Below, you can find the described approach where we implemented GraphQL for a single module. If multiple modules use the same queries, we restructure them to be shared.

GraphQL Structure in the Module

----- src
------ app
------- film
-------- graphql
--------- film-graphql-constants.ts
--------- film-graphql-service.ts
--------- film-model.ts
-------- pages
--------- films
--------- starships
------- app-routing.module.ts
------- app.component.html
------- app.component.scss
------- appcomponent.spec.ts
------- app.component.ts
------- app.module.ts
------- graphql.module.ts

GraphQL Service

import { Injectable } from '@angular/core';
import { Apollo, Query, QueryRef } from 'apollo-angular';
import { map, Observable } from 'rxjs';
import { ALL_FILMS_QUERY, GET_FILM_BY_ID } from './film-graphql-constants';
import {
} from './film.model';

  providedIn: 'root',
export class FilmGraphqlService {
  constructor(private apollo: Apollo) {}
  getAllFilms(): Observable<GraphQLFilm[]> {
    // We will include pagination here as well
    return this.apollo
      .query<GraphQLResponseAllFilms>({ query: ALL_FILMS_QUERY })
      .pipe(map((m) => m.data.allFilms.films));
  getFilmById(filmId: number): Observable<GraphQLFilm> {
    return this.apollo
      .query<GraphQLResponseFilmById, { filmId: number }>({
        query: GET_FILM_BY_ID,
        variables: {
      .pipe(map((m) => m.data.film));

GraphQL Models

export interface GraphQLFilm {
  title: string;
  director: string;
  producers: string[];
  created: Date;
  episodeID: string;
  characterConnection: GraphQLResponseFilmByIdCharacterConn;
  starshipConnection: GraphQLResponseFilmByIdStarshipConn;
export interface GraphQLResponseAllFilms {
  allFilms: {
    films: GraphQLFilm[];
export interface GraphQLResponseFilmById {
  film: GraphQLFilm;
export interface GraphQLResponseFilmByIdCharacterConn {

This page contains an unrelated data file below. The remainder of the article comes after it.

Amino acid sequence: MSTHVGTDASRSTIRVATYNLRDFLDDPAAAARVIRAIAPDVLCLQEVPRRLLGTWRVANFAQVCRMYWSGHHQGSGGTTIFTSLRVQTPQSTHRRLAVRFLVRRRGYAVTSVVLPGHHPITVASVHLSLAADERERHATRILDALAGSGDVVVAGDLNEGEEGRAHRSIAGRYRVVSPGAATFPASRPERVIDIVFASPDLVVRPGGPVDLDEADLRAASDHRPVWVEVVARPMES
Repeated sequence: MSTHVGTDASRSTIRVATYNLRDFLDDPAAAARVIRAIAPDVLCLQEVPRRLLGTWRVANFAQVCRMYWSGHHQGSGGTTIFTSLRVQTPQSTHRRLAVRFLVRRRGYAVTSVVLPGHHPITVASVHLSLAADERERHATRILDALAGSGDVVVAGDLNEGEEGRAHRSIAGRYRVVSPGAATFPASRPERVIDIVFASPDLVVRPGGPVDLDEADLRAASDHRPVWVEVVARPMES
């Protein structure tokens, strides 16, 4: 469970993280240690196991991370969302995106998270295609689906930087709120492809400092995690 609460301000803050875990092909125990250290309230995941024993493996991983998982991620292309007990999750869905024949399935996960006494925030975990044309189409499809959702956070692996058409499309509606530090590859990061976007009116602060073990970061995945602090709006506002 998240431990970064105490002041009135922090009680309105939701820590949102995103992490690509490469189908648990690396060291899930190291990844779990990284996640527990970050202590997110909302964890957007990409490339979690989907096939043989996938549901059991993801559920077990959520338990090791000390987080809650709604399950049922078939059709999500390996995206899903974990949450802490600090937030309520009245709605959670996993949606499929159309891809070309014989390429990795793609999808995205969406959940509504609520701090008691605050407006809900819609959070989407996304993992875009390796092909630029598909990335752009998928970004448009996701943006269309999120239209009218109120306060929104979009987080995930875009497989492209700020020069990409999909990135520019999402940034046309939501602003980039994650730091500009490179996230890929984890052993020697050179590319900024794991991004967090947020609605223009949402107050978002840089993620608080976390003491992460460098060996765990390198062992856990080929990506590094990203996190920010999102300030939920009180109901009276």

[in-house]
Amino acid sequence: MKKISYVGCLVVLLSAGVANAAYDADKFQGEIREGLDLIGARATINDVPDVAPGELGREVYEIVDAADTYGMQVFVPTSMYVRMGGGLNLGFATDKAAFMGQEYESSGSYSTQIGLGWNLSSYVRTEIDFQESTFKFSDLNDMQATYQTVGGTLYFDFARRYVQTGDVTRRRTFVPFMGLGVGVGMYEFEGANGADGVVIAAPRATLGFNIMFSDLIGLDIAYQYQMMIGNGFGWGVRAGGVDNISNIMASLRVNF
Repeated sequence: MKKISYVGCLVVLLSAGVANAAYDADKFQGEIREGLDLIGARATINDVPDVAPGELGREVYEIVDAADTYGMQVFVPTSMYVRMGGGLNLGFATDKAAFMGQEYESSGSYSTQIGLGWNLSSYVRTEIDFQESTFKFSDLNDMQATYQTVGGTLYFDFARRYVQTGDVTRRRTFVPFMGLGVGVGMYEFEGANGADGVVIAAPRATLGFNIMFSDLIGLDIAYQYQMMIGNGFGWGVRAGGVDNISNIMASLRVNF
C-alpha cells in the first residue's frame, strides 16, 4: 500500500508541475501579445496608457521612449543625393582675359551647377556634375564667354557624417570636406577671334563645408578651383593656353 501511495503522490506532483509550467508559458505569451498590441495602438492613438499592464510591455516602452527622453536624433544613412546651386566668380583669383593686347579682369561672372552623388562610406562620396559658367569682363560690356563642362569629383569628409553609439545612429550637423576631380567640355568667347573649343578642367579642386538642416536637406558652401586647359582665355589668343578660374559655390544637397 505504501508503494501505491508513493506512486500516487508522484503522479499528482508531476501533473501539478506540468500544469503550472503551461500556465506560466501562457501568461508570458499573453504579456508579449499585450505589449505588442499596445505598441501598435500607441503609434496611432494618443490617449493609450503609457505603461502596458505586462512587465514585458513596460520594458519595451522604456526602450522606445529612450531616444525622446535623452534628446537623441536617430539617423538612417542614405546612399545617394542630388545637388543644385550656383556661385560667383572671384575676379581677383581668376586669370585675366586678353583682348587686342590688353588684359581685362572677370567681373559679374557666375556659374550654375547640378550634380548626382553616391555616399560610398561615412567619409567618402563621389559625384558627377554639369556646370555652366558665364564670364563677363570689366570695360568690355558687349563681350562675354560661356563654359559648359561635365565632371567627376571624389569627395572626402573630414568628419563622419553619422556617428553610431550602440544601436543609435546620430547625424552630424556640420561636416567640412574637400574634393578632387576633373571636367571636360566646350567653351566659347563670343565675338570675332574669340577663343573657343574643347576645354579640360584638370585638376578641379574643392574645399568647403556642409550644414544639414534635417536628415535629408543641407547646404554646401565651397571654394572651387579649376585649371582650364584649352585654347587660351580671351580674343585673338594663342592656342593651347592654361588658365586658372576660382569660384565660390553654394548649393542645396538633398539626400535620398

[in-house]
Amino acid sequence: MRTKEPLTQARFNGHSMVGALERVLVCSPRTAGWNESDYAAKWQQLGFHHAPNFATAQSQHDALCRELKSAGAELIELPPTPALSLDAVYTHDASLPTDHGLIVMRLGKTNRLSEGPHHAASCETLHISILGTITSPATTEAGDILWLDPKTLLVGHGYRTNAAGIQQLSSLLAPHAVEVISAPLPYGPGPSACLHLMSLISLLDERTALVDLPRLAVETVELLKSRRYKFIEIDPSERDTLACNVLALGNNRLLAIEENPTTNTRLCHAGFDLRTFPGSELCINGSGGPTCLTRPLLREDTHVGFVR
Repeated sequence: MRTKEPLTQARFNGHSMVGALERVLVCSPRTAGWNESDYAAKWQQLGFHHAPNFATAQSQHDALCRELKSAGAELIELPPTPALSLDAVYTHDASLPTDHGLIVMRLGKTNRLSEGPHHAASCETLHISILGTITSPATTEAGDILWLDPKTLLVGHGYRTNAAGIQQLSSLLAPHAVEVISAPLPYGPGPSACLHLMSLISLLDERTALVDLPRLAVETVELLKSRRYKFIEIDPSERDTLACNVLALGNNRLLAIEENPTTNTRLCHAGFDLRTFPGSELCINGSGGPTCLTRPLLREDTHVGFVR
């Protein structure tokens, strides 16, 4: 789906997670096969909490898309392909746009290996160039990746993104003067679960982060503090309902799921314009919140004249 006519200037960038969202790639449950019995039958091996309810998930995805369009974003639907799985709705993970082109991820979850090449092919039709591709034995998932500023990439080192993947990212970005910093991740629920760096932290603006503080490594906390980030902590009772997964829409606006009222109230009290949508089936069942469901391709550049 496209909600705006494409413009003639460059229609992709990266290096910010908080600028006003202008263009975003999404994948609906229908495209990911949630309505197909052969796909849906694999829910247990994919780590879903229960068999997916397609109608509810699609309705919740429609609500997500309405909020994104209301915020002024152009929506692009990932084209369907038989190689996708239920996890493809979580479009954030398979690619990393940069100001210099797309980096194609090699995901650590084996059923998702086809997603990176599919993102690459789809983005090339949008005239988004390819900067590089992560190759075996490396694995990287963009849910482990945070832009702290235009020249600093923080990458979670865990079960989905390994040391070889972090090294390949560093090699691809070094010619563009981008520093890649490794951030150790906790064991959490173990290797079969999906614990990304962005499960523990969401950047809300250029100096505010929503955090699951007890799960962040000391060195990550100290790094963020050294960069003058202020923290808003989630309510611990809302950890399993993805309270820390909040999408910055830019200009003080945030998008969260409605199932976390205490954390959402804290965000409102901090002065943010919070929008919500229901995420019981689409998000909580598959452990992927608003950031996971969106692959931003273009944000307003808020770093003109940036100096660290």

characters: GraphQLCharacter[];
export interface GraphQLResponseFilmByIdStarshipConn {
  starships: GraphQLStarship[];
export interface GraphQLCharacter {
  gender: string;
  name: string;
export interface GraphQLStarship {
  model: string;
  name: string;

GraphQL Constants

import { gql } from 'apollo-angular';
export const ALL_FILMS_QUERY = gql`
  query {
    allFilms {
      films {
export const GET_FILM_BY_ID = gql`
  query GetFilmById($filmId: ID!) {
    film(filmID: $filmId) {
      starshipConnection {
        starships {
      characterConnection {
        characters {

Query vs. watchQuery

In the example above, we have been using a query. However, in some applications, we need to have live data. In that case, we use watchQuery.

What is the difference? On one side, the query will get data once - you can think of it as a simple GET method. On the other, watchQuery will constantly track data for the given query. Whenever the data is changed, it will be triggered.

Query vs. Mutations

Mutations are identical to queries in syntax. The only difference is that you use the keyword mutation instead of the query to indicate that the operation is changing the dataset behind the schema. We can use queries for fetching data with or without params and mutations for state-changing methods like (PUT, DELETE, POST, etc.).

If you’ve reached the end of this post, you should now have some basic understanding of GraphQL, how it is used and what its benefits are. Next, consider trying out GraphQL by yourself as it has been steadily rising in popularity throughout the years.

Here you can find a free GraphQL film documentation where you can explore and play with  some other queries:

  • Film GraphQL: https://graphql.org/swapi-graphql
  • Initial project (playground): https://github.com/poviolabs/angular-apollo-example